Dr Nora Moroney, Postdoctoral Fellow at Trinity College Dublin and Marsh's Library, writes for Culture about the library amassed at Farmleigh House in Phoenix Park by Benjamin Guinness.  

One of the joys of book history is getting to delve into the shelves of other people's libraries and collections. I am writing a book about the incredible library amassed at Farmleigh House in the Phoenix Park by Benjamin Guinness (1937-91), the 3rd Earl of Iveagh.

This research, supported by the Irish Research Council, will illuminate one of Ireland’s least-known cultural gems – and indeed tell us more about the rare book trade in Ireland over the twentieth century.

Benjamin Guinness

Iveagh’s private library of over 5,000 books shows a strong interest in very fine bindings and the works of Irish authors such as James Joyce, Seán O’Casey, Jonathan Swift, and the scientist Robert Boyle.

The collection is now owned by Marsh’s Library and managed by the Office of Public Works.

One of the more surprising finds has been the 20 early texts in the Irish language in the collection. Iveagh himself knew very little Gaeilge, having been educated at Eton and Cambridge University, but he was obviously interested in the history and development of the language.

The collection contains almost all of the earliest instructional books for the study of Irish. Iveagh bought a copy of Phroinsias Ó Maolmhuaidh’s Grammatica Latino-Hibernica (1677) for £6,800 in 1987, the high price reflecting the fact that it was the first printed grammar of the Irish language. Lucerna Fidelium (1676), also by Ó Maolmhuaidh, was the first book in Irish published by the press of the Propaganda Fide in Rome.

Other Irish-English dictionaries and grammars by Aodh Buidhe MacCruitín, John O’Brien, Charles Vallancey and Edward O’Reilly also feature in Iveagh’s collection. These men were fascinated by the long history of the language, but Vallencey has raised eyebrows in claiming the Irish were descended from the Aire Coti tribe of ancient Persia. The most unusual of these texts is probably the French-language introduction to Irish from 1804, Alphabet Irlandais.

Iveagh was a member of the Church of Ireland and he seems to have gone out of his way to collect early Irish-language editions of religious works. The Old Testament (Leabhuir na Seintiomna) first appeared in the old Irish script in 1685. It was translated by William Bedell with the financial assistance of Robert Boyle. One of the copies in Iveagh’s library contains the rare preliminary leaf with explanatory notes on the Irish font – an addition thought to only exist in the copies that were initially sent to Scotland.

Robert Boyle was also involved in the project to reprint the New Testament in Irish. Iveagh collected two copies of Tiomna Nuadh (1685), one of which had reportedly been presented to Lincoln’s Inn Library in London by the great scientist himself.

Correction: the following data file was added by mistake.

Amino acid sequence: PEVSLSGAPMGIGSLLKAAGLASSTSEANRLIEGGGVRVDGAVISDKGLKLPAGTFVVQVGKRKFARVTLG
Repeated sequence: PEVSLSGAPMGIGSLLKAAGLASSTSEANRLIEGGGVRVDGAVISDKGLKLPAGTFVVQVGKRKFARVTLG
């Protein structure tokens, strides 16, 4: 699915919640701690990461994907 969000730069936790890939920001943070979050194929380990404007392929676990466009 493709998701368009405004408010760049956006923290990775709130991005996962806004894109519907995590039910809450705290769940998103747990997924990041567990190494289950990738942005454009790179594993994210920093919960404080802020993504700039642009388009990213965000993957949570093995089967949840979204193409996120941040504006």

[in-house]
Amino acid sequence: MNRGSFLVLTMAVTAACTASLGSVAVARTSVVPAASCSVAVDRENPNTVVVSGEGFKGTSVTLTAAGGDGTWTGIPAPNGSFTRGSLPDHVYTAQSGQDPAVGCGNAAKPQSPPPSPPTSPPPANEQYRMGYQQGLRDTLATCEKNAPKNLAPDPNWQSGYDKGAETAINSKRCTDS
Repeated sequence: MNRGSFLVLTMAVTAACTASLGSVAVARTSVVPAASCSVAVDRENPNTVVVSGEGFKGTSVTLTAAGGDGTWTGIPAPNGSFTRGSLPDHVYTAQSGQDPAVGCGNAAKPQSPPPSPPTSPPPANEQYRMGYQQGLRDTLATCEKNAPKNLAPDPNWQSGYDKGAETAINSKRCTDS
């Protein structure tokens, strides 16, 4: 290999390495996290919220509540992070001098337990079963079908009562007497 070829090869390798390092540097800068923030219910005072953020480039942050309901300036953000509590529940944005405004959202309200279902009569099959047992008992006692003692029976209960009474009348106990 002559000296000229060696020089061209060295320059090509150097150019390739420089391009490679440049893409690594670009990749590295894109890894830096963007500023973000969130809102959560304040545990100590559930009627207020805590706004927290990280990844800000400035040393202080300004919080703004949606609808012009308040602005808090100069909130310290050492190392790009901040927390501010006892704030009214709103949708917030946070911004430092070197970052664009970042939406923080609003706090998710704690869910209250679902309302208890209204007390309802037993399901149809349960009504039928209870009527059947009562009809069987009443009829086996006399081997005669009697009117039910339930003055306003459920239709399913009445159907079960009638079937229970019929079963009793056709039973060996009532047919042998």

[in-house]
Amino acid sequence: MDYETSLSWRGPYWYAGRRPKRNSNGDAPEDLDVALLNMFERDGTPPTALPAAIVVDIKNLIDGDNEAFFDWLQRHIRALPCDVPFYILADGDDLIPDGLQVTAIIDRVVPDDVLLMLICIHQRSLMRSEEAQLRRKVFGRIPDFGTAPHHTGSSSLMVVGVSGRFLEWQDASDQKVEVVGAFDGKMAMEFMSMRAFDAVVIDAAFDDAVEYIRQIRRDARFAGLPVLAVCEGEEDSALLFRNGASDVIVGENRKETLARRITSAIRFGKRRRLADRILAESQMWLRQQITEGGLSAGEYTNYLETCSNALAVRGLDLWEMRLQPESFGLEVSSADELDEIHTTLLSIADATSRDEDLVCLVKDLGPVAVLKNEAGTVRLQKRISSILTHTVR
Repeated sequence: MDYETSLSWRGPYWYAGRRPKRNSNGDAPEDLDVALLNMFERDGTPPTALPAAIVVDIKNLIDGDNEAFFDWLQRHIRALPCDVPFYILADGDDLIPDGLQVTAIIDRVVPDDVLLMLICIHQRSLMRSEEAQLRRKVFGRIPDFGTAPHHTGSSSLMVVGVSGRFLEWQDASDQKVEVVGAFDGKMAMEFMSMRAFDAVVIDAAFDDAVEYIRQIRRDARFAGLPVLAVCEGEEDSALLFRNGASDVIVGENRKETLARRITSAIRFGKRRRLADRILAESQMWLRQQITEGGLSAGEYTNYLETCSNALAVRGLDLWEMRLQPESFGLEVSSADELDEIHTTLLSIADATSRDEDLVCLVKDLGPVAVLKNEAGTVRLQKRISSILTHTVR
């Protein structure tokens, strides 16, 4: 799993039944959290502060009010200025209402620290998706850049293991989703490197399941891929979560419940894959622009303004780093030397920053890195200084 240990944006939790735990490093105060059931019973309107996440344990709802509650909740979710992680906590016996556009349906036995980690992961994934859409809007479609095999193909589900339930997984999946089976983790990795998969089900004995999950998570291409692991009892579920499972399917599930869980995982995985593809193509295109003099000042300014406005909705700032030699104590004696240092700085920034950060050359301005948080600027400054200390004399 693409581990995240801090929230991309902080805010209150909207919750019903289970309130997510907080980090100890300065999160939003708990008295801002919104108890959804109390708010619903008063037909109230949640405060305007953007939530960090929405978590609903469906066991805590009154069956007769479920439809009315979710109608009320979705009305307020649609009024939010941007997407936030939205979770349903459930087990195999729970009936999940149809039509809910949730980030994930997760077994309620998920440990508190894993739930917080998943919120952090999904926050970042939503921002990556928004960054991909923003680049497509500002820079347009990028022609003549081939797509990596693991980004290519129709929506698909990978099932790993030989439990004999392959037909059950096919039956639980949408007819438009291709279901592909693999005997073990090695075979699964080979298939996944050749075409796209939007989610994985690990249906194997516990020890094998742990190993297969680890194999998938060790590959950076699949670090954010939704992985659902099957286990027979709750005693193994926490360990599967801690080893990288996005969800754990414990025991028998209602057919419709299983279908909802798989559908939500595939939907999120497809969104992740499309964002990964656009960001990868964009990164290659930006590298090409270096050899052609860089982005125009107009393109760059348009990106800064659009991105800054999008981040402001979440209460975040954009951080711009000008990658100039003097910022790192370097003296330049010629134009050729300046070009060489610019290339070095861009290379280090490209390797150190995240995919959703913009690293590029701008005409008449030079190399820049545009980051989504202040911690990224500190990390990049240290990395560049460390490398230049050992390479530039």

The texts are visually striking in their use of the rare Irish printing type, something that would have appealed to Iveagh’s enthusiasm for beautifully-made books. They also contain signatures and bookplates which tell of previous owners and speak to the importance of early aristocratic patrons in the development and survival of Irish works.

The crowning glory of the Irish language material in Iveagh’s library is also one of the earliest. The Treatise on the Irish Language and Alphabet, more commonly known as Queen Elizabeth's Irish Primer, was composed sometime around 1564. This highly valuable manuscript is thought to have been produced for the Queen to help her learn the language of her subjects. Essentially a brief instructional manual, it gives translations in Irish and Latin for six phrases: "How doe you"; "I am well"; "I thancke you"; Cann you speake Iryshe"; "Speake Latten"; "God save the Queene off England". 

In a gesture that no doubt would have pleased Benjamin Guinness, the current Queen Elizabeth was presented with a facsimile of this text when she visited Ireland (and stayed at Farmleigh) in 2011.

Dictionaries and translations can tell us a lot about the development of a language. They can also give us a glimpse into more modern attitudes to the language. Iveagh's private library was a space of learning, not only regarding literature and collectibles, but linguistic history as well. Reinforcing Guinness’s historic ties with Ireland, these books suggest a broader engagement of the famous brewing family with Irish cultural heritage.

Find out more about Marsh's Library here.